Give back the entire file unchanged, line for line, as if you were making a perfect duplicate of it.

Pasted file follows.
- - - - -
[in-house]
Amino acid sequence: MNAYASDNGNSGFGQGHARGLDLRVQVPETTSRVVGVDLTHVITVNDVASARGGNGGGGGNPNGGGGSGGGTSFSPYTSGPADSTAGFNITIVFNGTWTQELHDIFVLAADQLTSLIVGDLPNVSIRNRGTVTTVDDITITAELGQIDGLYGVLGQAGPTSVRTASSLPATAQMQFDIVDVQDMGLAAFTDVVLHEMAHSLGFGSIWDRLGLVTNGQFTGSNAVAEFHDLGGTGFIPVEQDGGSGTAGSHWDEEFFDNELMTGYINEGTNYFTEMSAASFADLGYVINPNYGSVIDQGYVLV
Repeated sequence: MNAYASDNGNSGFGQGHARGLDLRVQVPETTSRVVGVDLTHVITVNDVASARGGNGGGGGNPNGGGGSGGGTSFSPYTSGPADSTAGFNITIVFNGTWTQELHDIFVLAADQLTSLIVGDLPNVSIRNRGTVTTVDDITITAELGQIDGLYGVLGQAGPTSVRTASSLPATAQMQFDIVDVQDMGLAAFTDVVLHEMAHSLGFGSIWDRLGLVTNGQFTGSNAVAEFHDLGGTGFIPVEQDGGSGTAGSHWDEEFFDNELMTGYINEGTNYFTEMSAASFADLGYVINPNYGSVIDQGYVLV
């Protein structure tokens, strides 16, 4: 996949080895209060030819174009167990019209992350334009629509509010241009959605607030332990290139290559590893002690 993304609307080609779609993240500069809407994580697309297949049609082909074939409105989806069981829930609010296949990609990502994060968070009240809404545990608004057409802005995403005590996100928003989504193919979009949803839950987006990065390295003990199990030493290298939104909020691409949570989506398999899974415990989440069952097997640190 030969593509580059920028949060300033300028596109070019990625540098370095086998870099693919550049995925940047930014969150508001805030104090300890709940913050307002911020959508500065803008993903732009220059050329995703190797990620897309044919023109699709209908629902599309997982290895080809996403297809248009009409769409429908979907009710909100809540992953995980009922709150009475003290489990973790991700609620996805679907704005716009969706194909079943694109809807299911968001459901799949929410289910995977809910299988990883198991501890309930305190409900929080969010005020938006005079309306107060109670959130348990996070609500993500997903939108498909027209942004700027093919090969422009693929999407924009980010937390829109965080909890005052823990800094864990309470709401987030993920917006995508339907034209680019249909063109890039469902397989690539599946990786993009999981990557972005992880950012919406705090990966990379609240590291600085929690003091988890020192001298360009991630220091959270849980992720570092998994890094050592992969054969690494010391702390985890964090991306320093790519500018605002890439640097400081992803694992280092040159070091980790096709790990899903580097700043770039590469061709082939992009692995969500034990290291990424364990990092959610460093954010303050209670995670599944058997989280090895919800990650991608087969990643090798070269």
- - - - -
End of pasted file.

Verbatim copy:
[in-house]
Amino acid sequence: MNAYASDNGNSGFGQGHARGLDLRVQVPETTSRVVGVDLTHVITVNDVASARGGNGGGGGNPNGGGGSGGGTSFSPYTSGPADSTAGFNITIVFNGTWTQELHDIFVLAADQLTSLIVGDLPNVSIRNRGTVTTVDDITITAELGQIDGLYGVLGQAGPTSVRTASSLPATAQMQFDIVDVQDMGLAAFTDVVLHEMAHSLGFGSIWDRLGLVTNGQFTGSNAVAEFHDLGGTGFIPVEQDGGSGTAGSHWDEEFFDNELMTGYINEGTNYFTEMSAASFADLGYVINPNYGSVIDQGYVLV
Repeated sequence: MNAYASDNGNSGFGQGHARGLDLRVQVPETTSRVVGVDLTHVITVNDVASARGGNGGGGGNPNGGGGSGGGTSFSPYTSGPADSTAGFNITIVFNGTWTQELHDIFVLAADQLTSLIVGDLPNVSIRNRGTVTTVDDITITAELGQIDGLYGVLGQAGPTSVRTASSLPATAQMQFDIVDVQDMGLAAFTDVVLHEMAHSLGFGSIWDRLGLVTNGQFTGSNAVAEFHDLGGTGFIPVEQDGGSGTAGSHWDEEFFDNELMTGYINEGTNYFTEMSAASFADLGYVINPNYGSVIDQGYVLV
């Protein structure tokens, strides 16, 4: 996949080895209060030819174009167990019209992350334009629509509010241009959605607030332990290139290559590893002690 993304609307080609779609993240500069809407994580697309297949049609082909074939409105989806069981829930609010296949990609990502994060968070009240809404545990608004057409802005995403005590996100928003989504193919979009949803839950987006990065390295003990199990030493290298939104909020691409949570989506398999899974415990989440069952097997640190 030969593509580059920028949060300033300028596109070019990625540098370095086998870099693919550049995925940047930014969150508001805030104090300890709940913050307002911020959508500065803008993903732009220059050329995703190797990620897309044919023109699709209908629902599309997982290895080809996403297809248009009409769409429908979907009710909100809540992953995980009922709150009475003290489990973790991700609620996805679907704005716009969706194909079943694109809807299911968001459901799949929410289910995977809910299988990883198991501890309930305190409900929080969010005020938006005079309306107060109670959130348990996070609500993500997903939108498909027209942004700027093919090969422009693929999407924009980010937390829109965080909890005052823990800094864990309470709401987030993920917006995508339907034209680019249909063109890039469902397989690539599946990786993009999981990557972005992880950012919406705090990966990379609240590291600085929690003091988890020192001298360009991630220091959270849980992720570092998994890094050592992969054969690494010391702390985890964090991306320093790519500018605002890439640097400081992803694992280092040159070091980790096709790990899903580097700043770039590469061709082939992009692995969500034990290291990424364990990092959610460093954010303050209670995670599944058997989280090895919800990650991608087969990643090798070269």